and Mrs. that

they themselves by proposing had not had to demean their daughterin marriageto a neighbour with Rat went

such

her

false character. afterwards O And a month a

determination

parents not

home

were

fain

to to

provedhimself

in the world

her

marry

givetheir to

be the

?

179

Yuki

San

expressed

cousin, and

consent, for had

most

her he

powerfulperson


XXIII

LAND

THE

From

the

glorious

divine

the

of

of Invitation, and

with

Izanami,

the

mists

For

to

swirled

confusion

in

had

them to

been

given

consolidate

make,

driftinglands. had granted them

the

Her

the Lord

August-

And

this

to a

Floating down

end

the

feet.

their

arid

give

where

to

beneath

power and

Bridge

ment command-

birth

august

heavenly jewelled

the

to

powers And

spear.

the deities, standing upon Floating Bridge lowered the Heaven, jewelled spear head-first two

into

so

that

waited,

the

chaos,

they

the

mists

brine

divided.

were

dripped

And

by

His the

Invitation, his

Augustness, the Lord Her hand Augustness, lovely Younger 1

80

And,

from

the

of the

Sister, and

as

jewels

formed

there the was spear-head, and upon of Onogoro. is the island island. This

took

great

forth

issued

Lady of Invitation. the Together they stood upon and High Heaven, they looked

of

the

the

ness,

the

and

Augustncss,

him,

from

Heaven,

essence,

His

Izanagi,

"

of

vital

High

deities, there

eternal

heavenly pair

of

clouds

ether, the

concourse

YOMI

OF

an

Invitation,

Lady of together


THE

xxiii

they And

OF

LAND

descended

to

they made

the

YOMI

island that

the

islands of

created.

was

the land of

Japan;

lyo,which is called Lovely Princess ; the land of Toyo, which is called Luxuriant Sun Youth ; the Prince Boiled land of Sanuki,which is called Good Rice ; and Great Yamato, the Luxuriant Island of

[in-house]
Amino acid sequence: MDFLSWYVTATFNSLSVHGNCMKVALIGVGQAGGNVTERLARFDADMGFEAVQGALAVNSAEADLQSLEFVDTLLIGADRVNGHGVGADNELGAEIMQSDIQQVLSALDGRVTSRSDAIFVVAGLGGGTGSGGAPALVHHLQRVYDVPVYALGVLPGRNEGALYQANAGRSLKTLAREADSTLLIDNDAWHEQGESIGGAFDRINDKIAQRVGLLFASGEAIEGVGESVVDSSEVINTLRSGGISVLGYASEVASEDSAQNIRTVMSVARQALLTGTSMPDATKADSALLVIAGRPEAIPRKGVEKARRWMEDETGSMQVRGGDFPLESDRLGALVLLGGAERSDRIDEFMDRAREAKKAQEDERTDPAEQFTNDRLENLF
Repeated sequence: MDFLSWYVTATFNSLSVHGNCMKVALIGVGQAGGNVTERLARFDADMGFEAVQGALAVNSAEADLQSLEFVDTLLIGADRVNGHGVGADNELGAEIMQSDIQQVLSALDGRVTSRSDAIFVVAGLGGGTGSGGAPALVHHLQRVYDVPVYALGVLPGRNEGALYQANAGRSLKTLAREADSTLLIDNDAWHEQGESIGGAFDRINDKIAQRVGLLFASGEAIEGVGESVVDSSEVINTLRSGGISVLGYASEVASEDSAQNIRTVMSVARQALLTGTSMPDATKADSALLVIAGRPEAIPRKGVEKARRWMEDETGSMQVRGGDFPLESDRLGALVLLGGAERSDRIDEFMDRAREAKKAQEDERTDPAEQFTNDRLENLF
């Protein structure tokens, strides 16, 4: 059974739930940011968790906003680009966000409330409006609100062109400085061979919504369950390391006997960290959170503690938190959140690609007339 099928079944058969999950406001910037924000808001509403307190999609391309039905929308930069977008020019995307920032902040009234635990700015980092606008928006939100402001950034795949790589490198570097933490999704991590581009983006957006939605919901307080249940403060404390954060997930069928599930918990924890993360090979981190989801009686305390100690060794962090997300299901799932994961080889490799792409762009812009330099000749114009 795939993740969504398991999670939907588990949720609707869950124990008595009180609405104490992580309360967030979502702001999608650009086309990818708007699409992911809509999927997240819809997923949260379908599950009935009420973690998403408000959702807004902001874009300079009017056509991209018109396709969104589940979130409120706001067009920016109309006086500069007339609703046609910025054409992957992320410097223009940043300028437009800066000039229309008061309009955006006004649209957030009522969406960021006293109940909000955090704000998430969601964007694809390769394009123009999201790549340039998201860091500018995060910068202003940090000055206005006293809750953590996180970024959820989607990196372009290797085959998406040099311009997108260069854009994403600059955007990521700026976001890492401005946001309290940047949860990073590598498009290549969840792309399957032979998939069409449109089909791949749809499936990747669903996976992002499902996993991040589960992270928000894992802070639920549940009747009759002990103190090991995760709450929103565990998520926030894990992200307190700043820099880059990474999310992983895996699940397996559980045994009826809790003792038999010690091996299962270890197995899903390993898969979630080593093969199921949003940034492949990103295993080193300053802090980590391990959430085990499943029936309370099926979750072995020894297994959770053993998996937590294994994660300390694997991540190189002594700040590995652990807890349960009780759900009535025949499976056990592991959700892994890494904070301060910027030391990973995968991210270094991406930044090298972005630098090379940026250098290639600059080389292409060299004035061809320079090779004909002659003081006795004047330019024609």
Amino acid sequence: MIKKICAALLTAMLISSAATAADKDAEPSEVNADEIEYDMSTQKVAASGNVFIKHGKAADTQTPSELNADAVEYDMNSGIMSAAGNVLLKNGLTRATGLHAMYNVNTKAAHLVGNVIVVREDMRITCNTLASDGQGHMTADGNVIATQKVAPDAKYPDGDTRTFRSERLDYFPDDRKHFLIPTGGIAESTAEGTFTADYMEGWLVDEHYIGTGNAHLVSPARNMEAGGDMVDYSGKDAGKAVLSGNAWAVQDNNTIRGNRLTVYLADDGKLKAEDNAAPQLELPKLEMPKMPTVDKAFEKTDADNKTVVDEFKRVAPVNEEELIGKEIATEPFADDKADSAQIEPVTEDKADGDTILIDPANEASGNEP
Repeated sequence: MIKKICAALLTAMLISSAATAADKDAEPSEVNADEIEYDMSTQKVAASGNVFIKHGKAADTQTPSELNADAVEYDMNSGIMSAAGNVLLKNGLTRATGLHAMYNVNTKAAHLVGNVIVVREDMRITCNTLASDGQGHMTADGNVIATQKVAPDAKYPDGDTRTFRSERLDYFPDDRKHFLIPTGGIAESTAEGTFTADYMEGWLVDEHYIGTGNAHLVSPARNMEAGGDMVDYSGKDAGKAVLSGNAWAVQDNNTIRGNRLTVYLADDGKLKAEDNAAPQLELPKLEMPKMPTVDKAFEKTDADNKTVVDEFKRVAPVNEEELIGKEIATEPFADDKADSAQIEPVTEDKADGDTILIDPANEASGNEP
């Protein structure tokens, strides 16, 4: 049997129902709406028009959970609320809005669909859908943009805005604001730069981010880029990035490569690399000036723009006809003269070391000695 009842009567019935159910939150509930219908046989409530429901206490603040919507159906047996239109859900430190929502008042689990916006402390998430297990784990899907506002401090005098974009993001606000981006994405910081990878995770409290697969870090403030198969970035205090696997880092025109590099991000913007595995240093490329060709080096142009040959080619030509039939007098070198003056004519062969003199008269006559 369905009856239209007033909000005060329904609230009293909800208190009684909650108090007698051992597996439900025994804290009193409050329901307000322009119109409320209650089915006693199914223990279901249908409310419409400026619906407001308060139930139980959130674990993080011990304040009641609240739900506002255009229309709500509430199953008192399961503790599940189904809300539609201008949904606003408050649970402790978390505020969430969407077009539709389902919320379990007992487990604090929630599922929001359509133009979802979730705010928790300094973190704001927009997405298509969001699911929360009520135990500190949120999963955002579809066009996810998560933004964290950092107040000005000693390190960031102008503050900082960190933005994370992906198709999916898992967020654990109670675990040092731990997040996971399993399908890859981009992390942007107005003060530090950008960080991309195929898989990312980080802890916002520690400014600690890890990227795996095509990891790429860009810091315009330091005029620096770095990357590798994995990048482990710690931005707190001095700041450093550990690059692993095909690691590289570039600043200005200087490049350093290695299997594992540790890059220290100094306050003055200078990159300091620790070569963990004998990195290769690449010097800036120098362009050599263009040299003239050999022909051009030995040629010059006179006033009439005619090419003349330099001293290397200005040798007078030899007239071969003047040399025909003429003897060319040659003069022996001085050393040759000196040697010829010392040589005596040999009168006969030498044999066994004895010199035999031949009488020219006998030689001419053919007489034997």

the were

and many

Dragon Fly ;

more,

of which

to

tell

weariness.

Furthermore, theygave birth to many myriads the earth,and the air,and of deities to rule over the

deep

sea

;

and

for every

and every placewas deities, were

like the needles of the

Now,

when

the

time

season

there

sacred,for

the

pine trees

were

deities

in number.

for the Fire God,

came

be born, his mother, the Lady burned, and suffered a change ; and

Kagu-Tsuchi,to Izanami,

was

she laid herself upon the ground. Then Izanagi, the Prince who is it that asked, " What Invites, has

come

to

And

she

draws departure my ofYomi.^' And

His

droppinghis pillow. And deities. Then was

and

'*

lovelyYounger Sister ? time answered, weeping, "The

thee, my

near

I go

...

Augustness Izanagiwept

land

aloud,

her feet and upon her upon and became all his tears fell down

tears

the Lady Izanami Nevertheless, His

the

to

of

the Augustness,

wroth, and

Prince who lifted his face to High

departed. Invites, Heaven,

Thine cried, O Augustness,my lovely Younger Sister,that I should have given thee in "

exchangefor

this

singlechild

!"

And, drawingthe ten-grasp sword i8i

that

was


THE

LAND

YOMI

OF

xxiii

girdedupon him, he slew the Fire God, and bindingup his long hair,he followed Izanami

the

to

his child ; the Lady

of Yomi, the world

entrance

of the

And

she, the Princess who Invites, ing appearshe when forth as was to came alive, lovely

dead. as

she lifted up

And

greet him.

Palace of Hades

the

of the

curtain

that

theymight speaktogether. And the Lord Izanagisaid, I weary for thee, and the lands that thou lovelyYounger Sister, I created togetherare not finished making. "

my and

Therefore Then

back."

come

the

made

Lady

lord,and my

sweet

that thou

of the baked

eaten

"

spouse, it is very

not

camest

saying, My

answer,

sooner

unto

me,

of Yomi.

meats

lamentable

for I have

Nevertheless,

honoured in thy coming me dearly Elder Brother, here.Thine Augustness, my lovely if it may be, I will return with thee. I go to lay as

thou

hast

desire before the

my here

until I

again,and,

come

look upon me she spokeand left him.

seek

not

of Yomi.

Gods

if thou

love

till the time."

to

thou

Wait And

me, so

of the upon a stone at the entrance Palace of Hades until the sun set, and he was of gloom. And because she weary of that valley and plucked a comb tarried long,he arose from

Izanagisat

of his hair,and broke off a tooth from

the left tress one

he But

end of the drew he

round Thunder.

back